TCompeting for Jobs
By TAN Kee Wee
(MediaCorp 938LIVE’s Money Talks, Thursday, 23 July
2009, 7.50 am and 7.20 pm)
Why do pretty girls often end up with unattractive
men? Most people would probably say that that’s because she is
after his money. Never mind if he has no hair and no
But there could be another explanation. Let me ask
another question. Have you ever restrained yourself from taking
the first step to get to know that hunk or that hottie you’ve
If your answer is “yes” then the follow-up question
is: “Why didn’t you take the first step?” And if your answer is
because you feel that you won’t be able to beat the other
suitors, then your answer is typical of what the majority would
say and do.
In the end, because of your restraint, the hunks and
hotties of the world end up with less attractive partners to
Behavioural economics has also looked into this situation.
It found that there is a relationship between the number of
participants in a competition and how motivated the
This conclusion was reached by two behavioural
researchers, Stephen Garcia at the University of Michigan and
Avishalom Tor at the University of Haifa in Israel.
Using scores from the SAT university entrance exams,
they found that students’ test scores fell as the number of
students in the exam hall increased. Intrigued by the results,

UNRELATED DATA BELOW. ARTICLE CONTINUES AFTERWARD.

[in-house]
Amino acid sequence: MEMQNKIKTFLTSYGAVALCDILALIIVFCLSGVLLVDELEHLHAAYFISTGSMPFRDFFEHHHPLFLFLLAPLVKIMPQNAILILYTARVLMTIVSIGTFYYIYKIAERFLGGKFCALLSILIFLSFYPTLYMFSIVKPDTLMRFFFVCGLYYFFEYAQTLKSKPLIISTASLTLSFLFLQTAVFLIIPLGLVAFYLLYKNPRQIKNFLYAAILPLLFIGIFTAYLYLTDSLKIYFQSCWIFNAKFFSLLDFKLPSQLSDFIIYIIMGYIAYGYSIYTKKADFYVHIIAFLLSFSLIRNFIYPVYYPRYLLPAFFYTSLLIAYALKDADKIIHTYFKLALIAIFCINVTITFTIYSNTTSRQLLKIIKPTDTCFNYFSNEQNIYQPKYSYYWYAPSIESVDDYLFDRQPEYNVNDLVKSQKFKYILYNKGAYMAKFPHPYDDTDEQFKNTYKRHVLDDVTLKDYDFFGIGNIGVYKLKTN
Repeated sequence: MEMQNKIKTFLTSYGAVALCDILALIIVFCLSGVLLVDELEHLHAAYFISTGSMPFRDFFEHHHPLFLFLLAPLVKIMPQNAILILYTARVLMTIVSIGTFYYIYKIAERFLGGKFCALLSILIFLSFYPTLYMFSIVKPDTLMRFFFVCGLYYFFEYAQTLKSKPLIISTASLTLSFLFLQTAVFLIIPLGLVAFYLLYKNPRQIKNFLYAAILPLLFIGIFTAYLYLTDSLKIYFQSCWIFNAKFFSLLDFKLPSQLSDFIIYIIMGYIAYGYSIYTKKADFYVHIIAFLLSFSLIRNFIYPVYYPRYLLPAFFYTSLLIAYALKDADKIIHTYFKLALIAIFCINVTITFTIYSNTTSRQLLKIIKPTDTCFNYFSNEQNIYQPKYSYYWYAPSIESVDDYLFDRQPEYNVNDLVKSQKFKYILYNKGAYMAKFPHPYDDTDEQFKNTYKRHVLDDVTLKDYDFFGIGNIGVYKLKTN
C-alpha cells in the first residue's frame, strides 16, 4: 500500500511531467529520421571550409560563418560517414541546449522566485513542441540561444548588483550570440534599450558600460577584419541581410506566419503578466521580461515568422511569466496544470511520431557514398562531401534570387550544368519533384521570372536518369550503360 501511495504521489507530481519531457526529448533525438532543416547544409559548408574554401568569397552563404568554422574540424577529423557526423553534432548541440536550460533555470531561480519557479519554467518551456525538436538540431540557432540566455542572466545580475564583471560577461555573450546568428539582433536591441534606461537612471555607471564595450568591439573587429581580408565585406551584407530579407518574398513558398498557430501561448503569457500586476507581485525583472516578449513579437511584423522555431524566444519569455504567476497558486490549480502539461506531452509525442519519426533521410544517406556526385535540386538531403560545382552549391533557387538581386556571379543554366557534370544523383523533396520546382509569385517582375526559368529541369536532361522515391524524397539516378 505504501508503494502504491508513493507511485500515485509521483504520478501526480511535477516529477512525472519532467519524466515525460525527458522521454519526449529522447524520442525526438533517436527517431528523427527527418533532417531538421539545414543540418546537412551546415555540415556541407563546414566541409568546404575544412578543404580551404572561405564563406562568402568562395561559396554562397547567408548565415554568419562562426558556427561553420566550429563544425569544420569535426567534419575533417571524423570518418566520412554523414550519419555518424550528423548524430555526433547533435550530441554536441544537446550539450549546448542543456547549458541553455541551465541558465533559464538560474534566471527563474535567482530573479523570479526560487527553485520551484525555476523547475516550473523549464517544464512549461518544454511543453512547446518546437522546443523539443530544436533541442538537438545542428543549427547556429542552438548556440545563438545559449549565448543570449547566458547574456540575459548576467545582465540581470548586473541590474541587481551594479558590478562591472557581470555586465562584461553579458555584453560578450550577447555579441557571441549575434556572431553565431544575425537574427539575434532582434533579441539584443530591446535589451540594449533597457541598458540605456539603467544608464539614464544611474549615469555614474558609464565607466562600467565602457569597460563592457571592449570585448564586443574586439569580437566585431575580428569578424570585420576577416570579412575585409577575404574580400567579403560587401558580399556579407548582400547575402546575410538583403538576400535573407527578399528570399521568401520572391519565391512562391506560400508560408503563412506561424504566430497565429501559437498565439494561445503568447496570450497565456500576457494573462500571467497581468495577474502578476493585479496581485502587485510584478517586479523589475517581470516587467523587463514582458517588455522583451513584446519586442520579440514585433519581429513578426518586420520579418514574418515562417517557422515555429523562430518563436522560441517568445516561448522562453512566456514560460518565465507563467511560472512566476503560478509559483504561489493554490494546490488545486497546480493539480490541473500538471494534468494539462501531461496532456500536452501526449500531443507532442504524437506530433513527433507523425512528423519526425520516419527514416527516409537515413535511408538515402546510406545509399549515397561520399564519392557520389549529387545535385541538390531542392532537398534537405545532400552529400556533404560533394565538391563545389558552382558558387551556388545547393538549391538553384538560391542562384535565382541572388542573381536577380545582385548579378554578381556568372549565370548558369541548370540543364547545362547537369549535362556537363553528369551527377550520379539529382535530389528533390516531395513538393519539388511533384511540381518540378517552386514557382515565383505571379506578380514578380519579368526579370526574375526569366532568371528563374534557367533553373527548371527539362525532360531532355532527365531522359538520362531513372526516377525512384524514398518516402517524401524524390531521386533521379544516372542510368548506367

the two researchers conducted further tests to determine
whether the low scores were due to overcrowding.
In one of the tests, a group of students was asked to
take a timed and easy general-knowledge quiz which they must
finish as quickly as possible. As an incentive, those who
finished in the top 20 percent were given some
Even though each student sat for the test alone, half
of the students were told that they were competing against ten
people. The other half were told that they were competing
against 100 people.
The results backed the original finding of a link
between test scores and the number of participants. Students
who were told that they were competing against ten people
performed better than those who were told that they were
competing against 100 people.
The students were then questioned to understand their
behavior. Eventually, it was found that when the students knew
there were few competitors, they figured their chances of
getting into the top 20 percent were high. And so they pushed
But when they knew that there were many competitors,
they became modest about their ambition to be in the top 20
percent. As a result, they did not try as hard.
This behavior applies to many situations in life. The
unemployment issue is one. When newspapers tell us that
millions of people are jobless, the unemployed man will assume
that his chances of securing a job are very low. In response,
he would give up hope of ever looking for a job.
For instance, the latest jobless rate for the US
economy is 9.5 percent. But if we were to include those who
recently gave up looking for jobs, the figure is higher at 12
The lesson policy makers can take away from this study
is to restrain newspapers from announcing too often that the
job situation is bad. Then the jobless will not give up their
And the lesson you and I can take away from this study is:
“Let’s not be shy. Let’s ask the hottie out for dinner”.